“I go to the pool for my sanity,” Paulk says. “I’ll say to my colleagues, ‘I need to go to the pool now. It will be better for all of us if I go do that.’ And they’re like, ‘OK, cool.’ I’m a busy lawyer and president of a law firm, and
swimming brings me peace.

STRATEGY NO. 5 | Adapt the above to suit your needs

Adaptability is critical, particularly in open-water swimming where the variables are often beyond one’s control. For Paulk, that unpredictability taught her to find comfort and confidence even when she had no idea what was about to happen. “I’ll have done all the training and prep work, everything I can do to get ready for that moment,” Paulk says. “But I can’t control the weather. I can’t control boat traffic. I got yanked out of the Baltic Sea once by the German marine police because they didn’t want me there. And there was nothing I could do about it. So I went and had breakfast instead.”

While being confronted by the German marine police might sound intimidating, Paulk says that having done so many swims over the years has built her sense of competency and confidence both in and out of the water. “The more you go to court as a lawyer, the more confident you become. The first time I sat at the head seat in the boardroom, I was like, ‘Whoa, I’m at the head of the table now. And that’s kind of scary.’ Now, every month I sit at the head of the table, and it’s fine. It’s normal. The more you do something, the more confident you get.”

Courtney Paulk is hearing a black suit standing on a dock over water. Her arms are crossed and she is smiling.


Of course, these strategies only work if you believe you can reach your goals. Paulk continued to push herself to such lengths as accomplishing the Double Triple Crown because, she says, “I wanted to find my limit. I would get out of a 12, 13, 14-hour swim and feel like there was still more in me — I knew I still had more.”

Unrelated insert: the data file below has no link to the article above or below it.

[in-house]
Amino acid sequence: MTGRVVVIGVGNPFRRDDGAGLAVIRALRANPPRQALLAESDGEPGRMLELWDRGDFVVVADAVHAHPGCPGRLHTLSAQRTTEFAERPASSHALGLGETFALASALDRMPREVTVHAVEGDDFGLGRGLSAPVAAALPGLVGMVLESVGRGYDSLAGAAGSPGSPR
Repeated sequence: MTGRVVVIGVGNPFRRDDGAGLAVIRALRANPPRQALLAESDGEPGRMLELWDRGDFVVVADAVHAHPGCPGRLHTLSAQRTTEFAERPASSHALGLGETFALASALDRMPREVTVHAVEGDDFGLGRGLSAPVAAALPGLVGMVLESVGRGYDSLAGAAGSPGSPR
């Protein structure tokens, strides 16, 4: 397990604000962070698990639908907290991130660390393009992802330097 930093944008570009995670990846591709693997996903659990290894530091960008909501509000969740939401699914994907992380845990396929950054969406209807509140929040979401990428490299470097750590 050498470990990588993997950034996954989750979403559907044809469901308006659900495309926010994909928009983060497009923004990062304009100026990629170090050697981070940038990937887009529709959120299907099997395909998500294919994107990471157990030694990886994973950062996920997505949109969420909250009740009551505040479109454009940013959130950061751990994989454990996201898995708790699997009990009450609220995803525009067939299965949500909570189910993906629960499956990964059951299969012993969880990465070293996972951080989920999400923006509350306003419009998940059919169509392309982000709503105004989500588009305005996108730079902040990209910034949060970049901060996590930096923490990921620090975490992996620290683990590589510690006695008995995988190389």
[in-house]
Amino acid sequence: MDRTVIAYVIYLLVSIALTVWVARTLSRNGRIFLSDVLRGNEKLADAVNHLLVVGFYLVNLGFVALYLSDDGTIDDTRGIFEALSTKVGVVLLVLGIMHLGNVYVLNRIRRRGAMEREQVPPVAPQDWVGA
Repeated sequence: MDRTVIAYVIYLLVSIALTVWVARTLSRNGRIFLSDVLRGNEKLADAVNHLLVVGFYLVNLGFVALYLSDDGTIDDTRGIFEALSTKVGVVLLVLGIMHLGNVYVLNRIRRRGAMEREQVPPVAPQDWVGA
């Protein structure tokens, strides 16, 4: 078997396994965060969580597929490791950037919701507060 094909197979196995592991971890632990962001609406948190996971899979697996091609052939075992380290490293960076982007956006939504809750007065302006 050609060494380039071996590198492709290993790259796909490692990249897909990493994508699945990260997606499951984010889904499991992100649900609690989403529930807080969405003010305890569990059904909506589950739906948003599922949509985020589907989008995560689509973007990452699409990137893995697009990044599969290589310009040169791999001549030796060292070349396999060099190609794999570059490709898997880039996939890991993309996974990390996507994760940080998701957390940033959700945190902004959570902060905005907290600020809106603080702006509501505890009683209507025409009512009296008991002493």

She sought out longer swims, double-circumnavigating Manhattan in 20 hours and 16 minutes, before finding her limit at Catalina. “I started on a Tuesday and finished on a Thursday. I was hallucinating for nine hours and for another 24 afterward. I saw two sunsets. It was bad.”

But Paulk’s Catalina swim also taught her that finding her limit wasn’t the goal. “I realized it was more about the journey. The whole journey. I like the picking of the swim, the training, figuring out how to navigate it around day-to-day responsibilities, and what you learn about yourself in each part of that journey.” The ritual of continued growth made each next swim part of a larger, lifelong goal.

“This is called self-regulation,” says Crystal Hoyt, a professor of leadership studies and psychology at UR’s Jepson School of Leadership Studies. “Growth mindsets help us achieve and engage with more beneficial goals. It helps us set learning goals, not performance goals.” It’s the difference between “I’m going to prove I can do this specific thing” and “I can develop that ability and do it better.”

The opposite of a growth mindset is a fixed mindset. A fixed mindset suggests you’re either successful or unsuccessful. You concede to defeat, thinking, “I’m not cut out for settlement negotiations. That’s why I failed.” Contrastingly, someone with a growth mindset can say, “OK, I didn’t negotiate that settlement successfully. Let me change my strategy.”

When the German marine police pulled Paulk from the Baltic Sea, she didn’t consider it a failure. Completing the swim wasn’t the sole marker for success. Success came in dressed as a new strategy — adaptability. Followed by a European breakfast with her team.

“I’m not just a 54-year-old woman who got up and decided one day that I was going to conquer these crazy long swims,” Paulk says. Nor did Paulk shock colleagues by becoming the first female president at Hirschler. She knew she could, so she made it a goal and put in the effort, shifting strategies as needed. “My husband would tell you that nobody will ever outwork me.”

As a guest on the podcast If She Can Do It, So Can You! Paulk encouraged listeners to realize just that: If you put your mind to it, you can do this, too. “If you’ve been sitting on a goal,” Paulk says, “remember that a goal without a plan is just a wish. So, take that first step to make a plan to accomplish that goal.”